Often salmon and trout are given greater amounts of attention than our other native fish species, in part due to their popularity amongst anglers and because they are under increasing pressures from a variety of sources. However today we finished the installation of a dedicated ‘eel pass’. Over the course of the last week or two we have installed eel brushes on the Garden Weir on the Lugton Water (tributary of the River Garnock). Low water levels have been necessary to allow us to do this work and we took advantage of low levels to finish this work on what has been a very fine (dare I say spring!?) day.

Getting the levels right to ensure a flow of water over the brushes even in low summer levels. A rebate was cut to precise depth to allow the surface of the brushes to remain wet at all but the lowest summer flows. It was essential not to go too deep as there was a risk that the flow through the fish pass could be compromised.

Essentially eel brushes are stiff bristle brushes, akin to a byre brush mounted in a flexible rubber compound. The bristles act as a climbing substrate for migrating elvers and allow these small fish grip, which the weir lacks as they make their way upstream. The cry from some anglers will always be “I’ve caught eels upstream, so they must get over”. And there is no disputing that eels can get over the weir unaided. However as with any fish species at an obstacle some may get over but many others won’t. Others may just take longer to progress over the obstacle making them more susceptible to predators and increasing the energy expenditure of the migration.

 

Evidence that poaching is still an issue on the Lugton Water. The trough midway up the weir presents an issue as salmon make it into the trench and are vulnerable to poachers. This home-made gaffe was obviously in use last year judging by the amount of rust on the shaft. We found this in the river just downstream of the the weir.

Garden Weir now has a salmon/trout pass to help improve fish passage so why should eels be afforded any less help? With numbers in decline, these highly protected fish need all the help they can get.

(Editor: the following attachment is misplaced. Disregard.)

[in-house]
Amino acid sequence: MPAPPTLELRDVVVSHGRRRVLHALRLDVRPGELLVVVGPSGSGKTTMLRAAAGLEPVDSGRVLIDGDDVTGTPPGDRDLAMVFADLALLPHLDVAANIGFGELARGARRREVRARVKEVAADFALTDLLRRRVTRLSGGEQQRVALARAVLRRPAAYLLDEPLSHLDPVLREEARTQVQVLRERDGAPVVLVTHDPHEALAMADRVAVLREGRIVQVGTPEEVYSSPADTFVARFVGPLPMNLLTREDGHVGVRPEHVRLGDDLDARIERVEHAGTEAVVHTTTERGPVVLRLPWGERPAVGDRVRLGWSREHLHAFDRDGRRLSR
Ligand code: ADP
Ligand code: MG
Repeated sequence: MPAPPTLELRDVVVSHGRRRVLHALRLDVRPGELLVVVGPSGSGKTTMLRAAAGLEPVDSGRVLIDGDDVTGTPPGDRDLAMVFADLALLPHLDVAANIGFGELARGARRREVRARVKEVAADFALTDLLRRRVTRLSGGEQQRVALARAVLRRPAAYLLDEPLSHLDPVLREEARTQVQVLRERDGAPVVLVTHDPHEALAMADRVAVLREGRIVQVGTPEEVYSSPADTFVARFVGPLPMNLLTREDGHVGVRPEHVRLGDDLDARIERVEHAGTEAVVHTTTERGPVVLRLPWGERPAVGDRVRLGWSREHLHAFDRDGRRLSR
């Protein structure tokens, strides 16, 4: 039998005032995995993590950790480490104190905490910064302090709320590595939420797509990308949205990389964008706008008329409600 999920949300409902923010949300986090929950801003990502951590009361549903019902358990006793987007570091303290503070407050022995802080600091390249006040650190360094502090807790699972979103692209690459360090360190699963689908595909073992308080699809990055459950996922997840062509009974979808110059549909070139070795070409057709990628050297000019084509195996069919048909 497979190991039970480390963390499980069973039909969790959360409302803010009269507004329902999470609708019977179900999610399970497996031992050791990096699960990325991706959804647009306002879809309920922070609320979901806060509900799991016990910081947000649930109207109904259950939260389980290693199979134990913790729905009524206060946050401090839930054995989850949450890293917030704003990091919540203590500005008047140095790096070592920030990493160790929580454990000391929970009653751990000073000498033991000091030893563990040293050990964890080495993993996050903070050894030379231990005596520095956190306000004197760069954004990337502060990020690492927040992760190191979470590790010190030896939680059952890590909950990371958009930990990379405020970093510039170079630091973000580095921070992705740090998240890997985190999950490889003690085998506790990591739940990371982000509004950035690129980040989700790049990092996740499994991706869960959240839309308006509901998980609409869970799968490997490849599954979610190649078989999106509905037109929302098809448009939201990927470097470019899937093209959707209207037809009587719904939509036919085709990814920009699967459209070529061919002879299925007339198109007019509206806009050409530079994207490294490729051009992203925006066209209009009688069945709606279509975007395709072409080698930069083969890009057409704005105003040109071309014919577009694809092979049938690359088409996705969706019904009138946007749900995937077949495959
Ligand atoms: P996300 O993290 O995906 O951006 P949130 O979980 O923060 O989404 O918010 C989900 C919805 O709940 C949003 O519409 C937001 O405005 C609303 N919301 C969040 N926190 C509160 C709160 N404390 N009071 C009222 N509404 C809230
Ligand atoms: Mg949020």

Garden Weir fish pass, looking downstream through the pass.

We mounted the bristle brushes to a HDPE plastic backboard anchored onto the face of the weir in a recessed channel. The recess will help maintain a flow of water through the brushes in even low levels. See the images below for a rough step by step in the process. We’ll now have to wait until early summer to see if the elvers will use our brushes. I look forward to reporting a good news story in a few months time.

The first job was to cut the recess for the brushes to sit in. A mix of dust and water made this a filthy job. All our power tools operate at 110 volts for safety.

 

This picture neatly shows the bristles mounted to a sheet of HDPE plastic with stainless steel threaded bars that sit into holes drilled into the weir. These holes are filled with a resin that will hold the tile arrangement for years and years to come.

 

An eels eye view of the bristles. The brushes sit down into the trough of the weir and should make for an easy ascent over the vertical face. These brushes have two different bristle spacings to allow larger eels and elvers to use them.

 

The finished article. A neat, inconspicuous strip on the weir face.

 

Thanks to our partners in this project, North Ayrshire Council and SEPA.

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